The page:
Afternoon Man

We’ve explored his breakfast, morning and lunch: now the question on everyone’s thin winter lips is ‘what does Turgidovsky do in the afternoon?’

Well, the forty-seven minute writing bursts continue, with a break at three fifty-four for a spot of rook hunting. Turgidovsky loves rooks deeply, more deeply than any human he has ever met, yet admits that ‘guilt is a powerful drug’ – which is why he shoots them, taking care to ensure that their death is slow, painful and perfect literary source material. He also regrets – and, in turn, derives pleasure – from stamping on shrews, elbowing calves and picking off wrens with a bow and arrow he made as a child.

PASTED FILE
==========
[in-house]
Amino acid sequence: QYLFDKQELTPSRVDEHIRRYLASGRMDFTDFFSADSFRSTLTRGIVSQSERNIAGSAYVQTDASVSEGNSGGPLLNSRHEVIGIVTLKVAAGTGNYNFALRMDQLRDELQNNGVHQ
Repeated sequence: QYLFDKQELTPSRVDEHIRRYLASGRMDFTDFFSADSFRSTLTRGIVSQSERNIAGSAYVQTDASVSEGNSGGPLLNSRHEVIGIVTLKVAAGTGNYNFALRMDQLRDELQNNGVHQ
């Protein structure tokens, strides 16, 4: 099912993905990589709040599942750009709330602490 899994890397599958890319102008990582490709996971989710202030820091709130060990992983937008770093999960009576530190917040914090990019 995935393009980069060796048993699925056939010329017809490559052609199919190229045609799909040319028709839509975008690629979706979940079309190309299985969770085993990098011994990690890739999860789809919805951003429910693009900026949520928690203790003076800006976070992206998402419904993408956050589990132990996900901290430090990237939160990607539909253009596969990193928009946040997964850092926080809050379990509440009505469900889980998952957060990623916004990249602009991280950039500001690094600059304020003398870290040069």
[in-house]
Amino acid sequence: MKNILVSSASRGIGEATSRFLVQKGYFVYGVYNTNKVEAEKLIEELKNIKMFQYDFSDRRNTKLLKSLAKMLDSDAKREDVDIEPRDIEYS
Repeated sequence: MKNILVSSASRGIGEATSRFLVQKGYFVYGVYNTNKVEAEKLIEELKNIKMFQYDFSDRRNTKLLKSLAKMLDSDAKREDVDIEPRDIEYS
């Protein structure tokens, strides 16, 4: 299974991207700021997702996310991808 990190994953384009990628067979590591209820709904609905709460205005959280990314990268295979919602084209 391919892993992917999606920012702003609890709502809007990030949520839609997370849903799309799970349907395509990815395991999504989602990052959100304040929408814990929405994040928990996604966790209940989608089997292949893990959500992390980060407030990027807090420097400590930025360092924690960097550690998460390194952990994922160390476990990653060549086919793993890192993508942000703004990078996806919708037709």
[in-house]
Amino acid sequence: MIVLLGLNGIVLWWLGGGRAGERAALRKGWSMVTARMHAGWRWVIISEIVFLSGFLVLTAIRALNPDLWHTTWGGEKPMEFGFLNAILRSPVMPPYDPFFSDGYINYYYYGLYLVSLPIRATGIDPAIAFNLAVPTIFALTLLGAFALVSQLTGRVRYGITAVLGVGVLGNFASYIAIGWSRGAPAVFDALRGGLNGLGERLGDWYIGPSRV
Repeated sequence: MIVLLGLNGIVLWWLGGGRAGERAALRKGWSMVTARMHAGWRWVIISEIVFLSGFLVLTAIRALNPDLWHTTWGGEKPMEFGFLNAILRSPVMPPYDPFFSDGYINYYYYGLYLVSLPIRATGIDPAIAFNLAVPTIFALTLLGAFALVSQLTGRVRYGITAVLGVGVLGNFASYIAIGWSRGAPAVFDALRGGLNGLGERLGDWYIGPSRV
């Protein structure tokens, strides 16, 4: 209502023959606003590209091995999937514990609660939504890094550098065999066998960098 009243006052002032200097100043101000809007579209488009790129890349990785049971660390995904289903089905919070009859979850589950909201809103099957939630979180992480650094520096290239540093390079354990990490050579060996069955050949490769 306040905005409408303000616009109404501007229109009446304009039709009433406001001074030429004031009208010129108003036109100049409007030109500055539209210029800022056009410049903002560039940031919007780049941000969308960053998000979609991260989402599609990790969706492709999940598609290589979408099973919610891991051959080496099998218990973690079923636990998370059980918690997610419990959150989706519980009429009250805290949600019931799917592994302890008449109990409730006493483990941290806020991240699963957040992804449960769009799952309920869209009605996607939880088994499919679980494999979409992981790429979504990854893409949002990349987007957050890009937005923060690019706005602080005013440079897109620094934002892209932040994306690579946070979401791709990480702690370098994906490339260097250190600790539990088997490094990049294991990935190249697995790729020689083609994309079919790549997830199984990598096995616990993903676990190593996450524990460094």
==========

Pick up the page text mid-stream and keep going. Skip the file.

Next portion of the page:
It doth arrive as no great surprise that dusk is Turgidovsky’s favourite time of day. ‘It brings out the dreamer in me,’ he once wrote: a statement that might just as well be translated as ‘it brings out the nightmarist’ (if only that were a word). He likes – or likes to dislike – watching the ‘gold git of a sun’ set whilst standing knee-deep in a trough of pig’s urine and munching on pinecones. Don’t we all?

For dinner Turgidovsky treats himself to his second least favourite foodstuff. I cannot say what this consists of. Marshmallows, maybe?